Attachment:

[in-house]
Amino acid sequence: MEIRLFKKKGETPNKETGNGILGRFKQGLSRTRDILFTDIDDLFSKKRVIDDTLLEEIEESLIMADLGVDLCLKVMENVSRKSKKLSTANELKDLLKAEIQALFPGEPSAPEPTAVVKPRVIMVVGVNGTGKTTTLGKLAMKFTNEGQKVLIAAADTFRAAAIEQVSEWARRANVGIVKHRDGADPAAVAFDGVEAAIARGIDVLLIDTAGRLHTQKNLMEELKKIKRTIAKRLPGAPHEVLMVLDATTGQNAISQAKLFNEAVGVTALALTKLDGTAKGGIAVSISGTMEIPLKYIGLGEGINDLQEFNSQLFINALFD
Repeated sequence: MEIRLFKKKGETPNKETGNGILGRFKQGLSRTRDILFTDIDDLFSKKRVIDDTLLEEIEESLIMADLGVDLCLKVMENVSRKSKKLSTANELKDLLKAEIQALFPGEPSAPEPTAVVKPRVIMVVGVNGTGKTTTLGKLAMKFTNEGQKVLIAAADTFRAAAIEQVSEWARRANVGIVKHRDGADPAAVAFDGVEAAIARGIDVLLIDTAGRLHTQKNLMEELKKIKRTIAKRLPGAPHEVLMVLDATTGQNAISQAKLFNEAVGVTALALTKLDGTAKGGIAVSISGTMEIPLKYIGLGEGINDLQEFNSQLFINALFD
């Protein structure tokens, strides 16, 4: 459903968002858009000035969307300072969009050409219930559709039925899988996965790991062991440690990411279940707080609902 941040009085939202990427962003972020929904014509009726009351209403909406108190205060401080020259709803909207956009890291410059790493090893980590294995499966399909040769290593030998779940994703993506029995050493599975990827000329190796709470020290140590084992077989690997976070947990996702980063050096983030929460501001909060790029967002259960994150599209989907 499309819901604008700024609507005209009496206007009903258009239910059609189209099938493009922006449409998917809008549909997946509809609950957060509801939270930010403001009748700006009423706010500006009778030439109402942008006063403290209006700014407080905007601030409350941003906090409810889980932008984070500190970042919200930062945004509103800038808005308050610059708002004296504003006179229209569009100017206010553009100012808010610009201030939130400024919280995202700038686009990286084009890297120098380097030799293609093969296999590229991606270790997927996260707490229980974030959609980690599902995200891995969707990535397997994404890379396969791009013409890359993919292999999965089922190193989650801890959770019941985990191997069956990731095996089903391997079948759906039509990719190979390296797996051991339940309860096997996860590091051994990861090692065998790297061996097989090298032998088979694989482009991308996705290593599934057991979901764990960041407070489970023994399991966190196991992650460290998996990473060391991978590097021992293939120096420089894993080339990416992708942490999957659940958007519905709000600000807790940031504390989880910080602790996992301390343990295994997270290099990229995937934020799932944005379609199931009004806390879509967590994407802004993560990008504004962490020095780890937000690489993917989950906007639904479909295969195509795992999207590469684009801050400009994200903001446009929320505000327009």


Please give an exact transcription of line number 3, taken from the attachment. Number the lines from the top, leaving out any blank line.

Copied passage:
Repeated sequence: MEIRLFKKKGETPNKETGNGILGRFKQGLSRTRDILFTDIDDLFSKKRVIDDTLLEEIEESLIMADLGVDLCLKVMENVSRKSKKLSTANELKDLLKAEIQALFPGEPSAPEPTAVVKPRVIMVVGVNGTGKTTTLGKLAMKFTNEGQKVLIAAADTFRAAAIEQVSEWARRANVGIVKHRDGADPAAVAFDGVEAAIARGIDVLLIDTAGRLHTQKNLMEELKKIKRTIAKRLPGAPHEVLMVLDATTGQNAISQAKLFNEAVGVTALALTKLDGTAKGGIAVSISGTMEIPLKYIGLGEGINDLQEFNSQLFINALFD